My guest today is Paul Rogat Loeb, author and activist. Welcome back to OpEdNews, Paul.
JB: You've recently put out a new edition of The Impossible Will Take A Little While. Why did you feel the need to expand and update what was already a very fine piece of work?
PRL: I loved The Impossible's original edition, and people were still responding really well to it. But it had been ten years, and lots had happened in the world. Political cynicism has grown. The challenge of climate change has gotten worse. The gay rights movement has made amazing strides that none of us could have anticipated. Occupy and the Arab Spring left their complicated legacies. It just seemed time for an update. I've kept most of the original pieces, but worked with the authors to update them, so they felt as contemporary as possible. I've also added new pieces to make the book feel as contemporary as possible, but in a way that won't feel dated five years from now. I do think people need political hope as much as in any time I've lived through, so I also wanted the chance to reach a new group of readers with a work that so many people have told me has kept them going, from those new to political engagement to the most veteran activists.
JB: I can attest to that, Paul. Rob Kall at OpEdNews shared your book with me a few years ago when I was feeling overwhelmed. It really lifted my spirits and I recommend it to everyone! You write about the "the inevitability trap". What is it and what can we do about it?
PRL: The phrase "The Inevitability Trap" was coined by KC Golden, a terrific activist/writer who is now the board chair of the international climate change action group 350.org. He came up with it originally while working on other environmental issues and addressing the tendency of people to say "yes, that's regrettable, but there's nothing we can do about it." Which then became a self-fulfilling prophecy.
It definitely applies to climate change, where too many people have gone from "it isn't real" to, "I guess we're toast." Yet where even if we probably are now doomed to a world of far more extreme weather events, there's still a huge difference between the best and worst outcomes that will depend on what we do. We're dealing with this in Seattle where Shell is trying to home port the repair of an Arctic oil drilling rig, and its defenders are saying "they'll drill anyway." And that was the original sentiment around the Keystone XL Pipeline--nothing we can do. Except that as Mary Pipher describes in her wonderful essay in The Impossible Will Take a Little While, because she and a handful of friends jumped in when it seemed like Keystone was going to simply roll through Nebraska unchallenged, it's now been delayed again and again at the US federal level, while the opposition New Democratic Party has just been elected in the Canadian province of Alberta, on a platform that includes explicit opposition to the pipeline, and reining in the runaway tar sands development.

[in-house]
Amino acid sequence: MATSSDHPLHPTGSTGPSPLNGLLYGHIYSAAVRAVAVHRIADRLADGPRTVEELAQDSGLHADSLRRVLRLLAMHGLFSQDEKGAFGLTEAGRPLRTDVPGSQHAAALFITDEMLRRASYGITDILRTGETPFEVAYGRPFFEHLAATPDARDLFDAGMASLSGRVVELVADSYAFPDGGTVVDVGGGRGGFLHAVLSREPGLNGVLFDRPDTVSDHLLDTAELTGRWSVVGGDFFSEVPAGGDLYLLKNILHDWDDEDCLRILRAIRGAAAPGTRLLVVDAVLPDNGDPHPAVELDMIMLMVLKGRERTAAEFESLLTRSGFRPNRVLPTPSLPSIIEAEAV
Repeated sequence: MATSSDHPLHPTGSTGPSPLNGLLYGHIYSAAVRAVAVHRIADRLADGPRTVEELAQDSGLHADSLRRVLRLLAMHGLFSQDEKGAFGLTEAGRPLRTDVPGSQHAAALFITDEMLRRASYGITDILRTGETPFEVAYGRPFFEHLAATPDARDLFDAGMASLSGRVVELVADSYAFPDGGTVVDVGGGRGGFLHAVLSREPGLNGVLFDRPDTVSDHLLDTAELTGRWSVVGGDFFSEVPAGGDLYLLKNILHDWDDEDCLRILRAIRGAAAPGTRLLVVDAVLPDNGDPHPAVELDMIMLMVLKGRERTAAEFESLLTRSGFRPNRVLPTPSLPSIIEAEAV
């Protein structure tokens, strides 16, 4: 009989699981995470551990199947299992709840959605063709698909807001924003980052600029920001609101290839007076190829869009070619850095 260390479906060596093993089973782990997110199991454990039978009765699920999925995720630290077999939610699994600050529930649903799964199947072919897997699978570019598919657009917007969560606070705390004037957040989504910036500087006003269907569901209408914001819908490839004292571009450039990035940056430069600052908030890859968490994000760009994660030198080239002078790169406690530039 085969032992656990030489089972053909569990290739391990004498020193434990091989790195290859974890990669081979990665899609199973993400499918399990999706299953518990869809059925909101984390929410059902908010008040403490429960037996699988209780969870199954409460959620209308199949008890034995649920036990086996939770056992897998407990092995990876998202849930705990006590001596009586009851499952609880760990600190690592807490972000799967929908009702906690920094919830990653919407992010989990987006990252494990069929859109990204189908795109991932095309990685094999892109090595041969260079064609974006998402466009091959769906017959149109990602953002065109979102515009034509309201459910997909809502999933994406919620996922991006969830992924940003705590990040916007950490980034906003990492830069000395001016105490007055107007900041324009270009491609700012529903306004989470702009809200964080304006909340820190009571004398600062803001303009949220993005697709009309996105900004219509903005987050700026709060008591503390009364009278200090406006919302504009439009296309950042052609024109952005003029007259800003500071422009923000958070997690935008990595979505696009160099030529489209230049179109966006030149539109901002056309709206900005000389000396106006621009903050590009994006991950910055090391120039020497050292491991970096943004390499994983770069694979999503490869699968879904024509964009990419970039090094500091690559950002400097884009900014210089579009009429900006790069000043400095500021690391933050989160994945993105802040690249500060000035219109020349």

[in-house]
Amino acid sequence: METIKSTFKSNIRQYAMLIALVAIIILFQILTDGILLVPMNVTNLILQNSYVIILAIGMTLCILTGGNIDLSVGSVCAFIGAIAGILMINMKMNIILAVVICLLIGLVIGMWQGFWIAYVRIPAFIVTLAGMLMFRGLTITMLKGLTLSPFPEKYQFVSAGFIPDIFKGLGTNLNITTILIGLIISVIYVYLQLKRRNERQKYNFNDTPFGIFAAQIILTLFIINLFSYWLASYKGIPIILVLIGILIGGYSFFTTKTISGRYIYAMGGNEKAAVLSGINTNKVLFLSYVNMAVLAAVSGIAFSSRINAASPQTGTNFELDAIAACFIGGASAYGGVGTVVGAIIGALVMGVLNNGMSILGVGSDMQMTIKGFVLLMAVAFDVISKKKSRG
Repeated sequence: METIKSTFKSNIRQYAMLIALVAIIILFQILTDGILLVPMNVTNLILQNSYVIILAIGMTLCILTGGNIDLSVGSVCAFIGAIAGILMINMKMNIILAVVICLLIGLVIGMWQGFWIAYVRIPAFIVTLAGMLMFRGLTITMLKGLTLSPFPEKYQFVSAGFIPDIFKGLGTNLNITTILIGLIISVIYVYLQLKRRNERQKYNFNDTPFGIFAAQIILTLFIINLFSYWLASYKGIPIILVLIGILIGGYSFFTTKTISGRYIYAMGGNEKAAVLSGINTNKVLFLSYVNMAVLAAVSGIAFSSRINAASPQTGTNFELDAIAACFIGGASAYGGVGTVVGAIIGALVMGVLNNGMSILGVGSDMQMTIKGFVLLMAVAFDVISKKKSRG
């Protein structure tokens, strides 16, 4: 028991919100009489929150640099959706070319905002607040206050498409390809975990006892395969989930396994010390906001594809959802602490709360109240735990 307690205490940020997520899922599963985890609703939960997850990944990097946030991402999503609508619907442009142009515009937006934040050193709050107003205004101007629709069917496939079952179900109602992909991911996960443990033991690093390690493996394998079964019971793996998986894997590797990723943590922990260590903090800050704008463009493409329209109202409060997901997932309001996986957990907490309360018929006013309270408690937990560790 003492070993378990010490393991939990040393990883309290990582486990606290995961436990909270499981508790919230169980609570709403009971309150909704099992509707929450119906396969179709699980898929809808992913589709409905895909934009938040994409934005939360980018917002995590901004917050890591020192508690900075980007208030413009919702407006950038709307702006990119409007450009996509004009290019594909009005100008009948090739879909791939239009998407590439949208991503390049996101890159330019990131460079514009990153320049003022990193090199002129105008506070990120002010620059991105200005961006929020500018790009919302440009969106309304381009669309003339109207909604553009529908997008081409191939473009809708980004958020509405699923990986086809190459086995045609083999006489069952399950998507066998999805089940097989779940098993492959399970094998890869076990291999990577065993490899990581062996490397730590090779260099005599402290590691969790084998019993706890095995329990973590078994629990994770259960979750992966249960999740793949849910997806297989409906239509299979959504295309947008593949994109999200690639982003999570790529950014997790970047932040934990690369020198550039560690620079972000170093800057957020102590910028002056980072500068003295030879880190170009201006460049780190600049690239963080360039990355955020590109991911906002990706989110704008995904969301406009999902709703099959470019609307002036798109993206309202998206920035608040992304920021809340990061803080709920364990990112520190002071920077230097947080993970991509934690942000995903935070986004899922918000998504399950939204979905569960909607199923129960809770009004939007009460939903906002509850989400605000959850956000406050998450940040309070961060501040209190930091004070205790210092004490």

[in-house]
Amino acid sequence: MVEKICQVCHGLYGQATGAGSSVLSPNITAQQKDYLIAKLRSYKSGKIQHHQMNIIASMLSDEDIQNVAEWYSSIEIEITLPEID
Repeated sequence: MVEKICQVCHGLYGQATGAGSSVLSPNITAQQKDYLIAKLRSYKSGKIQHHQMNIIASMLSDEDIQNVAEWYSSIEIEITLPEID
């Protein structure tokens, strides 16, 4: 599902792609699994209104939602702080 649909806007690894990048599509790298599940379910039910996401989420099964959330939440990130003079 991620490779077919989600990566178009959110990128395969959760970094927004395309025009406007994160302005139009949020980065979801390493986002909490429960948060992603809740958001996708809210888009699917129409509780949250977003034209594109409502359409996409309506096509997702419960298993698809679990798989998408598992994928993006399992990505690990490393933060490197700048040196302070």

So you never know how history will turn out when you do act on your beliefs, but if you don't, you're defeated from the start.
JB: Agreed. Your books have found their way onto the curriculum of various colleges. That's heartening. Tell us how that's come about, please.
PRL: I've been delighted at the responses to both Soul of a Citizen and The Impossible Will Take a Little While from classroom adoptions. What's interesting is that they span all kinds of schools and all academic levels. People are reading them in advanced graduate programs, in lots of different disciplines. But I've also had amazing responses from first year students. And students who aren't normally engaged in academia. A professor friend teaching at Metro State in Minneapolis/St Paul recently passed on the following response:
"To begin with I hate reading. I can honestly say I've gone through school not reading a single lengthy book. When you assigned the book Soul of a Citizen, by Paul Loeb, I was skeptical. The first thought that came to mind was "Pfft, how many pages is it?" Little did I know, this book was going to reinvent my way of thinking. Soul of a Citizen is the most enlightening and inspiring book I've ever read, literally. The stories shared throughout Soul of a Citizen touched base on numerous doubts I had in my mind on what changes I could make in the world. The book created a foundation, and in my eyes, it can be referred to as the Bible for civic engagement. "
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